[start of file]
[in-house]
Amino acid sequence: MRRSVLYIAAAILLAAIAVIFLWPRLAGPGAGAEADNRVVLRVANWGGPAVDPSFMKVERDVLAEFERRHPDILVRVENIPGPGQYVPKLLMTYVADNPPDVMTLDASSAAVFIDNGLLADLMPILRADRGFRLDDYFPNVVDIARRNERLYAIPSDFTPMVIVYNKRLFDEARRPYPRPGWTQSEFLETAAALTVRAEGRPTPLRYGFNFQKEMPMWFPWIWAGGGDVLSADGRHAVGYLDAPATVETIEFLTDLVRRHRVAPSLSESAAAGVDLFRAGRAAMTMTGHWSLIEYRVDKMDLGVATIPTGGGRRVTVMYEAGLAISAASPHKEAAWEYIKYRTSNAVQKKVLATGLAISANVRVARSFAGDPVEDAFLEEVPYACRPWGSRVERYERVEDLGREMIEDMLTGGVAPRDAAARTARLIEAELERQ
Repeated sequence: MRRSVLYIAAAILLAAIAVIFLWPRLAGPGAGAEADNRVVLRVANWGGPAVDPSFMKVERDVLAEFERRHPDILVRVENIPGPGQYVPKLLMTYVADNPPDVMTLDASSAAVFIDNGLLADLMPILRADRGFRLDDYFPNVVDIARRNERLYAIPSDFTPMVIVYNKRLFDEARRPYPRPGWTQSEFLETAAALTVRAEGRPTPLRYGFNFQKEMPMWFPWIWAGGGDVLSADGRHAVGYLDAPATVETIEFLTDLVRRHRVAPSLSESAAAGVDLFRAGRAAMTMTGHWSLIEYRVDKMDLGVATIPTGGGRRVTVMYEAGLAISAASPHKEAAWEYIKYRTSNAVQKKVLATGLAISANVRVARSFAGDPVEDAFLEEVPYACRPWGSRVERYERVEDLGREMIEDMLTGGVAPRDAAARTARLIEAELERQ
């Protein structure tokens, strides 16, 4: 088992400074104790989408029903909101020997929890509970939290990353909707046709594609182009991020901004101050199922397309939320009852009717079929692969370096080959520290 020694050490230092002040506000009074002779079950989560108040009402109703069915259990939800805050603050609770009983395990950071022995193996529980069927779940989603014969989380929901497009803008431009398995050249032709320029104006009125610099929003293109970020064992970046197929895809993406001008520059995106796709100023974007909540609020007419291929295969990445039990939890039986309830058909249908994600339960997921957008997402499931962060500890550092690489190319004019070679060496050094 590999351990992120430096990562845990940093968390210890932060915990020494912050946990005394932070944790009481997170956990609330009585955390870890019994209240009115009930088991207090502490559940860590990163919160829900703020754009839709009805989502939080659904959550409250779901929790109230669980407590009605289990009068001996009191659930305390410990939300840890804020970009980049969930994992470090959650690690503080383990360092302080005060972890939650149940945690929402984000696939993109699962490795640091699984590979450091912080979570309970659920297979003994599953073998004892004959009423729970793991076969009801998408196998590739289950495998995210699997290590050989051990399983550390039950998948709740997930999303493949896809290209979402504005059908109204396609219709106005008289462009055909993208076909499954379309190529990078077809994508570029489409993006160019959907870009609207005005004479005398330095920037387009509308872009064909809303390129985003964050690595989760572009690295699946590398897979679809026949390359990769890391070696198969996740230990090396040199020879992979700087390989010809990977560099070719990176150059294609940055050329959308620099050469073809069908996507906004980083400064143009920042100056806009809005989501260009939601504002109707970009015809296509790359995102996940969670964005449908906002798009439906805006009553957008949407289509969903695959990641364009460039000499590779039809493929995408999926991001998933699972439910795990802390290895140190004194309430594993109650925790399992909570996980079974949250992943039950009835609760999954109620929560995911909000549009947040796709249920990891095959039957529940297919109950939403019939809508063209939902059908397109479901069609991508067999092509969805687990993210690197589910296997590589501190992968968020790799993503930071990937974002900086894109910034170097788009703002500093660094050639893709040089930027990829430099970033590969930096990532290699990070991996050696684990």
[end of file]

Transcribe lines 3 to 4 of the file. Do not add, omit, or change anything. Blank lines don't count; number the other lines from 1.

Repeated sequence: MRRSVLYIAAAILLAAIAVIFLWPRLAGPGAGAEADNRVVLRVANWGGPAVDPSFMKVERDVLAEFERRHPDILVRVENIPGPGQYVPKLLMTYVADNPPDVMTLDASSAAVFIDNGLLADLMPILRADRGFRLDDYFPNVVDIARRNERLYAIPSDFTPMVIVYNKRLFDEARRPYPRPGWTQSEFLETAAALTVRAEGRPTPLRYGFNFQKEMPMWFPWIWAGGGDVLSADGRHAVGYLDAPATVETIEFLTDLVRRHRVAPSLSESAAAGVDLFRAGRAAMTMTGHWSLIEYRVDKMDLGVATIPTGGGRRVTVMYEAGLAISAASPHKEAAWEYIKYRTSNAVQKKVLATGLAISANVRVARSFAGDPVEDAFLEEVPYACRPWGSRVERYERVEDLGREMIEDMLTGGVAPRDAAARTARLIEAELERQ
């Protein structure tokens, strides 16, 4: 088992400074104790989408029903909101020997929890509970939290990353909707046709594609182009991020901004101050199922397309939320009852009717079929692969370096080959520290 020694050490230092002040506000009074002779079950989560108040009402109703069915259990939800805050603050609770009983395990950071022995193996529980069927779940989603014969989380929901497009803008431009398995050249032709320029104006009125610099929003293109970020064992970046197929895809993406001008520059995106796709100023974007909540609020007419291929295969990445039990939890039986309830058909249908994600339960997921957008997402499931962060500890550092690489190319004019070679060496050094 590999351990992120430096990562845990940093968390210890932060915990020494912050946990005394932070944790009481997170956990609330009585955390870890019994209240009115009930088991207090502490559940860590990163919160829900703020754009839709009805989502939080659904959550409250779901929790109230669980407590009605289990009068001996009191659930305390410990939300840890804020970009980049969930994992470090959650690690503080383990360092302080005060972890939650149940945690929402984000696939993109699962490795640091699984590979450091912080979570309970659920297979003994599953073998004892004959009423729970793991076969009801998408196998590739289950495998995210699997290590050989051990399983550390039950998948709740997930999303493949896809290209979402504005059908109204396609219709106005008289462009055909993208076909499954379309190529990078077809994508570029489409993006160019959907870009609207005005004479005398330095920037387009509308872009064909809303390129985003964050690595989760572009690295699946590398897979679809026949390359990769890391070696198969996740230990090396040199020879992979700087390989010809990977560099070719990176150059294609940055050329959308620099050469073809069908996507906004980083400064143009920042100056806009809005989501260009939601504002109707970009015809296509790359995102996940969670964005449908906002798009439906805006009553957008949407289509969903695959990641364009460039000499590779039809493929995408999926991001998933699972439910795990802390290895140190004194309430594993109650925790399992909570996980079974949250992943039950009835609760999954109620929560995911909000549009947040796709249920990891095959039957529940297919109950939403019939809508063209939902059908397109479901069609991508067999092509969805687990993210690197589910296997590589501190992968968020790799993503930071990937974002900086894109910034170097788009703002500093660094050639893709040089930027990829430099970033590969930096990532290699990070991996050696684990």